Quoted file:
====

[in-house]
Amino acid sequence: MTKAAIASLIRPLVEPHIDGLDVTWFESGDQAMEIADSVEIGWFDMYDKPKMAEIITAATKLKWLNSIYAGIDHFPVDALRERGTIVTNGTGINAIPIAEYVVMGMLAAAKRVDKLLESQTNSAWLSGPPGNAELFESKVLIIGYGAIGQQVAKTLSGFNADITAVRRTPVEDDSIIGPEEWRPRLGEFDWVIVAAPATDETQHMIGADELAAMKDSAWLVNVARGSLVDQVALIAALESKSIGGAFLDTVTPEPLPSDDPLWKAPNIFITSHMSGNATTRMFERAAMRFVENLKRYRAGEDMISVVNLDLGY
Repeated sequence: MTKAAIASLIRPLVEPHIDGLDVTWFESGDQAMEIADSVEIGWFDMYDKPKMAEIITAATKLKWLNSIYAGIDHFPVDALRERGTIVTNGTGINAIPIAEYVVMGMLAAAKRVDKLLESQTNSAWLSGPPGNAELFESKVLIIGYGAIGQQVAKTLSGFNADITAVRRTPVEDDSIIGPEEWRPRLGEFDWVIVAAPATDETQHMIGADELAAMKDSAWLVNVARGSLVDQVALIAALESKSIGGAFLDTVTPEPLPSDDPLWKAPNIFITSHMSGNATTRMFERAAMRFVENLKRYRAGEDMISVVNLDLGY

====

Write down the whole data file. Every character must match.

[in-house]
Amino acid sequence: MTKAAIASLIRPLVEPHIDGLDVTWFESGDQAMEIADSVEIGWFDMYDKPKMAEIITAATKLKWLNSIYAGIDHFPVDALRERGTIVTNGTGINAIPIAEYVVMGMLAAAKRVDKLLESQTNSAWLSGPPGNAELFESKVLIIGYGAIGQQVAKTLSGFNADITAVRRTPVEDDSIIGPEEWRPRLGEFDWVIVAAPATDETQHMIGADELAAMKDSAWLVNVARGSLVDQVALIAALESKSIGGAFLDTVTPEPLPSDDPLWKAPNIFITSHMSGNATTRMFERAAMRFVENLKRYRAGEDMISVVNLDLGY
Repeated sequence: MTKAAIASLIRPLVEPHIDGLDVTWFESGDQAMEIADSVEIGWFDMYDKPKMAEIITAATKLKWLNSIYAGIDHFPVDALRERGTIVTNGTGINAIPIAEYVVMGMLAAAKRVDKLLESQTNSAWLSGPPGNAELFESKVLIIGYGAIGQQVAKTLSGFNADITAVRRTPVEDDSIIGPEEWRPRLGEFDWVIVAAPATDETQHMIGADELAAMKDSAWLVNVARGSLVDQVALIAALESKSIGGAFLDTVTPEPLPSDDPLWKAPNIFITSHMSGNATTRMFERAAMRFVENLKRYRAGEDMISVVNLDLGY